of forts on the Euphrates which were established, lost and reconquered.

      Aushariye may have been one of these forts, known as Dur-Shamshi-Adad or
      Dur-Sumu-Epuh (dur means fortress in the ancient Akkadian language and
      the rest of the name refers to two rivals that the place).

      In Area G at the southwestern corner of Aushariye excavation has uncovered
      3 different levels dating to the Middle Bronze Age. In the oldest Level
      VIII are remains of an enceinte built of mud bricks on limestone footings.
      Associated ceramics and other finds show that it probably dates to the
      early part of the period (ca. 2000-1900 BC).

      The Late Bronze Age
      (1600-1200 BC)

      During the Late Bronze Age the Karkemish region and the Syrian Euphrates
      was focus for conflicts between the great powers of the time: the Hittite
      empire in Anatolia, the Mitanni kingdom of Upper Mesopotamia, and
      interventions from Egypt, which controlled parts of the Levant.

      The earliest level of this period in Aushariye (in Area G) is built
      directly on top of the burnt rooms of Level VI. Apparently the ruins were
      cut down and the old walls used as foundations for new houses. The finds
      show that this level (V) dates to the early part of the period when the
      region formed part of the Hurrian Mitanni kingdom.

      The Iron Age (1200-600 BC)
      In the early Iron Age Karkemish was the capital of a local Hittite
      dynasty, which controlled a stretch of the Euphrates southwards, probably
      including Aushariye. Other forces, however, were at work. From west and
      south appeared mobile Aramean groups and settled in the region, and
      simultaneously the Assyrians, from their base in northern Iraq started to
      expand their domain. Tiglathpileser I (1114-1076 BC), according to
      information by his later successor Shalmaneser III (858-824 BC), occupied
      Pitru on the west bank of the Euphrates, but this place was lost to
      Arameans ca. 100 years later, and was recaptured by Shalmaneser in the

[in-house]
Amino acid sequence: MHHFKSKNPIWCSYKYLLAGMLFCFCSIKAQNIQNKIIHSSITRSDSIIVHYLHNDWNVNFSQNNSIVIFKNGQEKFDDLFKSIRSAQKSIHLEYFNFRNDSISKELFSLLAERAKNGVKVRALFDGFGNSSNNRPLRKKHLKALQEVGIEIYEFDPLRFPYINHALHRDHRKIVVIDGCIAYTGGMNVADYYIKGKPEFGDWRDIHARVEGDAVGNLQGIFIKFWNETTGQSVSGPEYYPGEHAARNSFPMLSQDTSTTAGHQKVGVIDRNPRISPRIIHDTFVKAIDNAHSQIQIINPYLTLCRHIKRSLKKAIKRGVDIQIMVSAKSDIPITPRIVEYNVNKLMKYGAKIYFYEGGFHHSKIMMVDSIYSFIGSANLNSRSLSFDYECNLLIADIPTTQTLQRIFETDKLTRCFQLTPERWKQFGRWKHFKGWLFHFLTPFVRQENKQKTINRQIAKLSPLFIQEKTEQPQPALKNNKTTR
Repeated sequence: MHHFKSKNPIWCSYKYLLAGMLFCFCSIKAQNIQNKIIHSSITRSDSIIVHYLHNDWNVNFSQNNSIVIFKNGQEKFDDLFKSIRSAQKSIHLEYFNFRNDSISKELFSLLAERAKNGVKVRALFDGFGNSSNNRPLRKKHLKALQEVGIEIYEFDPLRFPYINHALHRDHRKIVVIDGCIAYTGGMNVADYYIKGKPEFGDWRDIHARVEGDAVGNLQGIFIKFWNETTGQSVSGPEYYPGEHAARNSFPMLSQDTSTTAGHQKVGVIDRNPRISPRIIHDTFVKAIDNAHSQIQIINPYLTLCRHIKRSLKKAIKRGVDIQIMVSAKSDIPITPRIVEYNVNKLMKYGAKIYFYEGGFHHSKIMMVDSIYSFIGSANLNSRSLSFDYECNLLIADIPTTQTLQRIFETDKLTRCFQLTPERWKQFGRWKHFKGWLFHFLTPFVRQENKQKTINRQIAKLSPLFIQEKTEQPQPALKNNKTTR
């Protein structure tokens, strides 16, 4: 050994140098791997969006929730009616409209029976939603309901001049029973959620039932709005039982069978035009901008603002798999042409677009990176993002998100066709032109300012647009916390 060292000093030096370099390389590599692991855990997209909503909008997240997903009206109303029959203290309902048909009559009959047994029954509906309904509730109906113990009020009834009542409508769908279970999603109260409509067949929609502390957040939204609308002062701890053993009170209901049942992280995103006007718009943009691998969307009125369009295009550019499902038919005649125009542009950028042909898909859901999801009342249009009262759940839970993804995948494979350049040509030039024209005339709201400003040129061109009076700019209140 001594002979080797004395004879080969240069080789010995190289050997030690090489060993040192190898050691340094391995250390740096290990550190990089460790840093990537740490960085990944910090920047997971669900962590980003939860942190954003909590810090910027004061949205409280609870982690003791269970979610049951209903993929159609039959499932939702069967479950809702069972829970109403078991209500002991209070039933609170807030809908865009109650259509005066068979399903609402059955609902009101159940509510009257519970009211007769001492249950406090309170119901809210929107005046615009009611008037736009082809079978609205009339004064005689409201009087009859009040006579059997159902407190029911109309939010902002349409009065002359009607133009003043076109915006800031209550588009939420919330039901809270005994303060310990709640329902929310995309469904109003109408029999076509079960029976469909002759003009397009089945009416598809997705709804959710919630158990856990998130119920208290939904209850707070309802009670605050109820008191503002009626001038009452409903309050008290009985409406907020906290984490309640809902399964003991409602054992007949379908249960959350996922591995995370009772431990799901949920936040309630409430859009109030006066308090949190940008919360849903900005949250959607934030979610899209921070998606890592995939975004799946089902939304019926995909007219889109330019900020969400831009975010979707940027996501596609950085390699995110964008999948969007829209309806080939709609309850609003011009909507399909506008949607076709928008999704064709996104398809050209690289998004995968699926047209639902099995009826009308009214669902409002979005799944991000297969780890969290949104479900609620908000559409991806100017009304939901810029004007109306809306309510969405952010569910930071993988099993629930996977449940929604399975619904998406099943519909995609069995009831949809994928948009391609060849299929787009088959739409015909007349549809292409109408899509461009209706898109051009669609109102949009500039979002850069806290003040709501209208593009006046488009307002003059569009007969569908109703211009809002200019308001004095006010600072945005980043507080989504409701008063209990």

mid-9th cent. BC. Subsequently the Assyrians largely controlled the
      Euphrates region until the fall of their empire in the late 7th cent.

      In Aushariye parts of three Iron Age levels have been excavated. The
      upper, younger Level I is badly damaged by erosion and later pits, but
      dates to the later part of the Iron Age (8th-7th cent. BC), when the
      region had become firmly integrated in the Assyrian empire. Towards the
      end of this period Aushariye was apparently no longer needed as a
      fortress, and the many pits with Late Assyrian material would indicate
      that the site ended as a kind of village. This situation is seen also on
      other Iron Age sites on the Euphrates. The region was no longer a border
      zone, but virtually part of the Assyrian home land.
    • Mikey Brass
      I m hoping that another site will be found to match that of Sha ar Hagolan 1. (Thinking of Garfinkel and Miller s publication) =========== Mikey Brass MA in
      Message 2 of 2 , Nov 3, 2004
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        I'm hoping that another site will be found to match that of Sha'ar Hagolan 1.

        (Thinking of Garfinkel and Miller's publication)

        ===========
        Mikey Brass
        MA in Archaeology
        "The Antiquity of Man" http://www.antiquityofman.com
        Book: "The Antiquity of Man: Artifactual, fossil and gene records explored"

        - !ke e: /xarra //ke
        ("Diverse people unite": Motto of the South African Coat of Arms, 2002)